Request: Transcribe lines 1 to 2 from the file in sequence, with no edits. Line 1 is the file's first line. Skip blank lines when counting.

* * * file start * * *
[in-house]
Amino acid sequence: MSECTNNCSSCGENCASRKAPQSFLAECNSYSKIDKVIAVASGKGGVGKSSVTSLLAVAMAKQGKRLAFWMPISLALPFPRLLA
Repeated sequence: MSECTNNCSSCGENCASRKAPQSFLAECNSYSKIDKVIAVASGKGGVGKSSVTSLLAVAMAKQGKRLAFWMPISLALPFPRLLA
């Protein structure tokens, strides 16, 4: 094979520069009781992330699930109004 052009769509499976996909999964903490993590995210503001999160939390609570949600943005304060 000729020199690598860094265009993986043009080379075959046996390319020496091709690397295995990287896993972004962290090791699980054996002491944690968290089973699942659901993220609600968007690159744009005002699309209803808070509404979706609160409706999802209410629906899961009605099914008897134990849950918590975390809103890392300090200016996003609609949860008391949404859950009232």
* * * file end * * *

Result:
[in-house]
Amino acid sequence: MSECTNNCSSCGENCASRKAPQSFLAECNSYSKIDKVIAVASGKGGVGKSSVTSLLAVAMAKQGKRLAFWMPISLALPFPRLLA